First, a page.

Fantôme Artist 2 - Pours a very dark amber color, almost brown, with several fingers of bubbly light tan head. Not a gusher, but hugely carbonated, and I poured very carefully so as to minimize head and still ended up with a lot. Smells beautiful, sweet, fruity funk, a little musty earth, spicy, maybe even some chocolate, like chocolate covered fruit. Taste hits those sweet and fruity funk notes up front before hitting spice and earthy funk in the middle along with some mitigated dark malt notes and returning to that fruit in the finish, which adds a nice tart note. Mouthfeel is highly carbonated, crisp, and effervescent, medium bodied, relatively dry, though the tart note keeps things sweet enough. Absolutely does not taste like a 10% ABV beer, alcohol hidden well. Overall, this is fabulous, one of the best dark saisons I've had. A-

Beer Nerd Details: 10% ABV bottled (750 ml). Drank out of a flute glass on 11/18/16.

As always, Fantôme is an experience. Maybe one more bottle in the pipeline. And hopefully more Artist bottles will show up soon...

Fantôme Desert Ghost

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Good news for Fantôme dorks! It appears that Dany is looking to step up operations, maybe invest in a new brewing system, and start putting out creative new offerings on the regular. Dany being Dany, his wording struck a chord, and now there's a new facebook group called Serious Knowers (of all and nothing) and memes about Master Knowers and I didn't think it possible to love Fantôme any more. As per usual, I'm always on the lookout for more Fantôme, and I've recently come into a few new bottles of stuff. Most exciting. Someday I hope to be a Master Knower.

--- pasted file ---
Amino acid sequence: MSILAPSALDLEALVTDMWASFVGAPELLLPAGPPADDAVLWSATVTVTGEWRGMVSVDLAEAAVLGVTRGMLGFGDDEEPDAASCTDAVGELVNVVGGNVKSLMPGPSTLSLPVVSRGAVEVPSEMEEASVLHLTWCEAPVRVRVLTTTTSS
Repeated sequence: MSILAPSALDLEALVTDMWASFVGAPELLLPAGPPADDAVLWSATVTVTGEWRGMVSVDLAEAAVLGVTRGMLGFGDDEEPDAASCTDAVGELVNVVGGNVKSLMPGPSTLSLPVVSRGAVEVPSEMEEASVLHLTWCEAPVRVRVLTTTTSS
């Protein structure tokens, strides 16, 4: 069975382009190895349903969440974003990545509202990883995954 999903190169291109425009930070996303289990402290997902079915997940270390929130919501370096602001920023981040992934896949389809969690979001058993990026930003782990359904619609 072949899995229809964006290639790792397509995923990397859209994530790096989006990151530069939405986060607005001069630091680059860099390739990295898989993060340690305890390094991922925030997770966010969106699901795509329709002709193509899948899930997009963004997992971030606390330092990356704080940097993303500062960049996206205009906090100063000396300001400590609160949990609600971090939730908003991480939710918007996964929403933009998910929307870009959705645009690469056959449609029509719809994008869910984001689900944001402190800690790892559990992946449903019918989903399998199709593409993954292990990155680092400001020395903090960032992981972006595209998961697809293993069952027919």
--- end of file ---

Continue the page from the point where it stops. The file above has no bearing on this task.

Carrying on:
This beer is a collaboration with Arizona Wilderness, who recently visited Belgium and brought along some ingredients foraged from the Sonoran Desert to brew with Fantôme. Of course, Dany won't tell you what these ingredients are; will probably just respond with the typical "Secrets Secrets" answer. I guess we'll just have to go and drink the sucker and see if we recognize anything:

Fantôme Desert Ghost